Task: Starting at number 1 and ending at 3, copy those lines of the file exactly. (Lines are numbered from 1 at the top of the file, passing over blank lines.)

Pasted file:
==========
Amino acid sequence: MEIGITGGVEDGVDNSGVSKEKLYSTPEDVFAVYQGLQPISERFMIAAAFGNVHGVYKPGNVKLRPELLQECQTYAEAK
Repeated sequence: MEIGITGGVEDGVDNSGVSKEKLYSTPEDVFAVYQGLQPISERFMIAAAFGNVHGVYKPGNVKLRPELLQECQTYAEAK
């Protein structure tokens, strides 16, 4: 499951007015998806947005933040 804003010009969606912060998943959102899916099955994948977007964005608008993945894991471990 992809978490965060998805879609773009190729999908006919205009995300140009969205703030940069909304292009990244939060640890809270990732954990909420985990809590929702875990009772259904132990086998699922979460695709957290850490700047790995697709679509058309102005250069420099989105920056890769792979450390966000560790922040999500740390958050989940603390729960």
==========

Amino acid sequence: MEIGITGGVEDGVDNSGVSKEKLYSTPEDVFAVYQGLQPISERFMIAAAFGNVHGVYKPGNVKLRPELLQECQTYAEAK
Repeated sequence: MEIGITGGVEDGVDNSGVSKEKLYSTPEDVFAVYQGLQPISERFMIAAAFGNVHGVYKPGNVKLRPELLQECQTYAEAK
């Protein structure tokens, strides 16, 4: 499951007015998806947005933040 804003010009969606912060998943959102899916099955994948977007964005608008993945894991471990 992809978490965060998805879609773009190729999908006919205009995300140009969205703030940069909304292009990244939060640890809270990732954990909420985990809590929702875990009772259904132990086998699922979460695709957290850490700047790995697709679509058309102005250069420099989105920056890769792979450390966000560790922040999500740390958050989940603390729960």